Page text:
“Meaning hides in repetition: We do this every day or every week because it matters. We are connected by this thing we do together. We matter to one another. In the tapestry of childhood, what stands out is not the splashy, blow-out trip to Disneyland but the common threads that run throughout and repeat: the family dinners, nature walks, reading together at bedtime, Saturday morning pancakes.”
– Kim John Payne
One of the best things you can do to create a peaceful family life is to bring rhythm into your days. Rhythm helps children feel secure and comfortable - it provides a safe container for all of their beautiful energy, imagination, and creativity.
A daily rhythm is an intentional flow to your days. There are many things which you do day in and day out no matter what because they meet everyone’s basic needs (such as eating meals, brushing teeth, and sleeping). And there are many more activities on top of that which you do every day because they support the family life you want to have, they are things you enjoy, or are meaningful to you (such as cooking your meals, singing together, housework, or going outside to play). When you put some thoughtfulness and consistency around the order in which you do all these things, you create a daily rhythm.
What are daily rhythms?
the activities we do day in and day out
the breathing in and breathing out feeling of the day
the rituals that make up our family culture on a daily basis
the predictability that children need in order to settle into playing, connecting, and resting
Last month I wrote about the essentials of kindergarten homeschooling. The essentials are not specific activities (baking, painting, etc.), but rather an underlying philosophy of Waldorf-inspired kindergarten at home: It’s play-based, non-academic, and nature-inspired. The children learn through creative play, movement, and imitation, and the parent’s role is to form the rhythm and relationship. If this sounds great, then you are in the right place - but you might still be wondering: What do we DO all day?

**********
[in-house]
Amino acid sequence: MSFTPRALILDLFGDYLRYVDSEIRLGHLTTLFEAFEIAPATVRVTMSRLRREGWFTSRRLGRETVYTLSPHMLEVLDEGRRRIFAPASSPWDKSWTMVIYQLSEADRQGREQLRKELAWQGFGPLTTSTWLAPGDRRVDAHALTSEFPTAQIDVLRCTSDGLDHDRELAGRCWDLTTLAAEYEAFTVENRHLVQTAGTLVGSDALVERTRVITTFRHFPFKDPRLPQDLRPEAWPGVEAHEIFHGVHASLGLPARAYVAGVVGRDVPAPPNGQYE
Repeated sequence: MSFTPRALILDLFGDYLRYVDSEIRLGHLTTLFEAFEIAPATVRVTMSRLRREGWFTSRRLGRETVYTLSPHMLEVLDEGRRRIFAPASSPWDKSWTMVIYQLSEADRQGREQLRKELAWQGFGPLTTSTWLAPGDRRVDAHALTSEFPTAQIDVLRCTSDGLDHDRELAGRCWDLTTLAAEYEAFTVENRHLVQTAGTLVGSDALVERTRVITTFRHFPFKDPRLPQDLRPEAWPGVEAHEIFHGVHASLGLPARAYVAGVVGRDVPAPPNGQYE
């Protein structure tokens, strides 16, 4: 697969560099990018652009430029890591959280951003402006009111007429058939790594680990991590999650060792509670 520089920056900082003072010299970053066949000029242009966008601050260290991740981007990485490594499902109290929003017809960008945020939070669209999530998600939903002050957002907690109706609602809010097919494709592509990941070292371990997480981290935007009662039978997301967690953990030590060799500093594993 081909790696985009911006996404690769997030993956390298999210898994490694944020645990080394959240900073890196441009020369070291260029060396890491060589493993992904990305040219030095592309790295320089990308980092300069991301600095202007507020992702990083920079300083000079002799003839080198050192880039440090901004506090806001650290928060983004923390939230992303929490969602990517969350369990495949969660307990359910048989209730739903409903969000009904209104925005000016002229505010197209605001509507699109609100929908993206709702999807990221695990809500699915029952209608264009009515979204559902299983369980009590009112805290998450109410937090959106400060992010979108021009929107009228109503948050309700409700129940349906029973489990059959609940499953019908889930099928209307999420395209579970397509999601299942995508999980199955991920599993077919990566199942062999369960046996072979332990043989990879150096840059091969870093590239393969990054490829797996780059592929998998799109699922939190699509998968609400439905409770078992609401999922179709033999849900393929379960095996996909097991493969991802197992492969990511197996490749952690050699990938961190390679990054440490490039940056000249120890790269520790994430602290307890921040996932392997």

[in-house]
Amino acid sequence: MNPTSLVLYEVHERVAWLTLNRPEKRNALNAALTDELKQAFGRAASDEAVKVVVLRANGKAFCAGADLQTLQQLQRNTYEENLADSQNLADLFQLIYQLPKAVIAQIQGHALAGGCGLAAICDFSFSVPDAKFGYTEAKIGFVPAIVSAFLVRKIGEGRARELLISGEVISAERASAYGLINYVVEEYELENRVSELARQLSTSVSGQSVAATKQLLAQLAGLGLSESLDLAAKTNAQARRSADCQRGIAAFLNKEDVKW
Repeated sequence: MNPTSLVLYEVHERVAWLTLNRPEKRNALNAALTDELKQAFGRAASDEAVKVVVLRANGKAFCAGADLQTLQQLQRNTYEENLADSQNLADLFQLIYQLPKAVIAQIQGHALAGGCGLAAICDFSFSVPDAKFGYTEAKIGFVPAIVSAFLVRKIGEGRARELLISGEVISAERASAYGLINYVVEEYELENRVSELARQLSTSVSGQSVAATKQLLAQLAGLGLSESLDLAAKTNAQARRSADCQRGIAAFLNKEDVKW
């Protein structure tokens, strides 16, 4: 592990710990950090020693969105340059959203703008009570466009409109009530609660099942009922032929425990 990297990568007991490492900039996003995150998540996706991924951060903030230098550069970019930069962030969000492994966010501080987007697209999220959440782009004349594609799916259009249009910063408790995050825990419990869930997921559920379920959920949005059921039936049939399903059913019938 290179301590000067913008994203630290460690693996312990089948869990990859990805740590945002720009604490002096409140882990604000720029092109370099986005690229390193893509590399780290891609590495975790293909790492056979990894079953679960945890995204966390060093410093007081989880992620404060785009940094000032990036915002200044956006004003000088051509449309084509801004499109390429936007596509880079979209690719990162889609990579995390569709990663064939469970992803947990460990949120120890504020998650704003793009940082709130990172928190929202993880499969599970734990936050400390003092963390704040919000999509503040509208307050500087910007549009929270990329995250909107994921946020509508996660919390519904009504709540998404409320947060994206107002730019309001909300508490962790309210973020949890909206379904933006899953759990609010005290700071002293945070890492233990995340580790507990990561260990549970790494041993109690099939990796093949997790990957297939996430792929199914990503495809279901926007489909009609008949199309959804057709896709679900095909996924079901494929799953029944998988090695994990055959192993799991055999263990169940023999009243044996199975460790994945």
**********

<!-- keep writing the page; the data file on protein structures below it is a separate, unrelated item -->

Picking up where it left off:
Here are some daily activities which support the needs of young children:
Morning and Bedtime Routines
- Meals and snacks
- Creative Play
- Rest Time
- Outside Time
- Purposeful Work (such as helping to prepare dinner)
- Music and Movement (such as a circle time)
- Artistic or Practical Work (especially in the kindergarten years as part of the weekly rhythms which we’ll explore next week)
You’ll enjoy your daily rhythm most if it’s created just with your family in mind. It helps to read about what other families are doing and what the typical activities in a Waldorf kindergarten are, but just copying someone else’s rhythm can lead to unpleasant expectations and stress. So when you think about your rhythm, think about what’s most important for your own family and the work that you need to get done each day. Your family might read aloud each day, do farm chores, garden, go for a nature walk, have homeschooling time for your older children, say prayers, or make art together on a daily basis.
Crafting your daily rhythm
Now, a list of activities is not a rhythm! A daily rhythm is an intentional flow to the day, so the order in which you do things matters. This doesn’t mean that every day looks exactly the same. But when the general order of operations is consistent (first we do our morning routines, and then we do our morning activity for the day) you’re giving your children the predictability they need and you’re giving yourself a plan for the day. A strong rhythm is just that - rhythmic! It has a feeling of breathing in (focused, quiet, and individual activities) and breathing out (expressive, active, and social activities) throughout the day. It feels balanced and moves along at a comfortable pace. Getting that flow just right is a topic for a future post, so for now I’ll leave you with a few guidelines for getting started with your daily rhythm:
First steps to daily rhythm
1. Start by writing down what is most important for your family. What are the things which have to happen every day? What are the things that help your family thrive, or you love so much you want them to happen every day? Is there anything you want to eliminate from your schedule to make your days more peaceful?
2. Decide which daily activities need to happen at approximately the same time each day. For most families, this includes meals, resting times, and morning and bedtime routines. Those are your anchor points, the activities which anchor your routine and provide the basic outline of your day.
3. Add in the rest of your daily activities. Try to alternate more active and more focused times of day.
Read the rest of the series: